WW-07401 2000Manure Management main page
Assessing your system
Is manure an expensive waste product or an integral part of nutrient cycling and an asset to your soil quality? Is your manure management system where you want it to be? Here are some questions to help you decide.
Review all the places where nitrogen is lost from manure - collection, storage, and application. (See pages 9-11.) Where are your major N losses? Are they acceptable? What would it take to make improvements?
The economics and politics of manure
Manure management decisions are linked to many parts of your farm operation. But how are manure management decisions linked to the larger food production system?
In the past, nearly every farm in the country had a few animals. Now, livestock are concentrated in a few regions and in large herds. There have always been some poor manure managers, but the costs of poor manure management are rising as the size of herds and flocks grow.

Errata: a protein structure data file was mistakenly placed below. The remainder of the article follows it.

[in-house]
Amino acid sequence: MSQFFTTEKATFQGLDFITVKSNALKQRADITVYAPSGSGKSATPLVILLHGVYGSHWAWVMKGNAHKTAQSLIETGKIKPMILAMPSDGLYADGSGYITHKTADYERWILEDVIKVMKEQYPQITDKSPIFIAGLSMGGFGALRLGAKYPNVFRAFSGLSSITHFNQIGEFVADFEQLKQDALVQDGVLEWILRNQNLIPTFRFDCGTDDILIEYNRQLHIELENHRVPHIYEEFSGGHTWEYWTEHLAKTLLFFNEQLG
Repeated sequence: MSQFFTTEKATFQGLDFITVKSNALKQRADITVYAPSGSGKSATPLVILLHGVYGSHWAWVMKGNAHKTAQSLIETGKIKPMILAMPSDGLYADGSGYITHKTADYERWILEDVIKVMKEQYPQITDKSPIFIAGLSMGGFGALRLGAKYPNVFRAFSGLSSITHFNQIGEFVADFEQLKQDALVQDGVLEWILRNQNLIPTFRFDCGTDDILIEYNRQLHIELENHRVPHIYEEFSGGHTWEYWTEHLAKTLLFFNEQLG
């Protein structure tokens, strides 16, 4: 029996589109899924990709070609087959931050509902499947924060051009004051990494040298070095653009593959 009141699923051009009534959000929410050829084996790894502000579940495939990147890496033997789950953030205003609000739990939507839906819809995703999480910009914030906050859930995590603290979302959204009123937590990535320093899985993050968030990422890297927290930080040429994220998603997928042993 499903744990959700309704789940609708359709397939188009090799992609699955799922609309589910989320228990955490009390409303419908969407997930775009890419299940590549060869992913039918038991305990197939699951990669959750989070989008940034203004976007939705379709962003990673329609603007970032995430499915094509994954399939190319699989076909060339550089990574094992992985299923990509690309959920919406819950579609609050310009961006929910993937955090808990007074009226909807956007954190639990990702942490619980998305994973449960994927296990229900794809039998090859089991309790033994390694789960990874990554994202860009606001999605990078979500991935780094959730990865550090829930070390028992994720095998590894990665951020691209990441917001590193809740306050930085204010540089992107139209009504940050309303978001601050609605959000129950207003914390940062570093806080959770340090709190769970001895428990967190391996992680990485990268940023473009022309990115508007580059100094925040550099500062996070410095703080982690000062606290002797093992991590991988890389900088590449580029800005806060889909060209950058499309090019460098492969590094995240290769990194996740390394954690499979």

Non-farmers are becoming concerned about these costs as manure spills increasingly make the news. Farmersí pocket books and the quality of soil are affected as nutrients are carried farther and farther from their original field. For example, nutrients may be taken from a field in Minnesota (in the form of corn), fed to hogs in South Carolina, and deposited hundreds of miles from the source of those nutrients.
The modern system of livestock production is not just changing the distribution of nutrients across the land. It is also changing the markets for manure and forages. How has livestock production changed in your area in the last 20 years? If a farmer without livestock wanted to grow a forage crop, would it be easier or harder now to find a market for that crop? Could that farmer buy manure? The answers to these questions are quickly changing for many farmers, and are changing the way farmers manage their soil.
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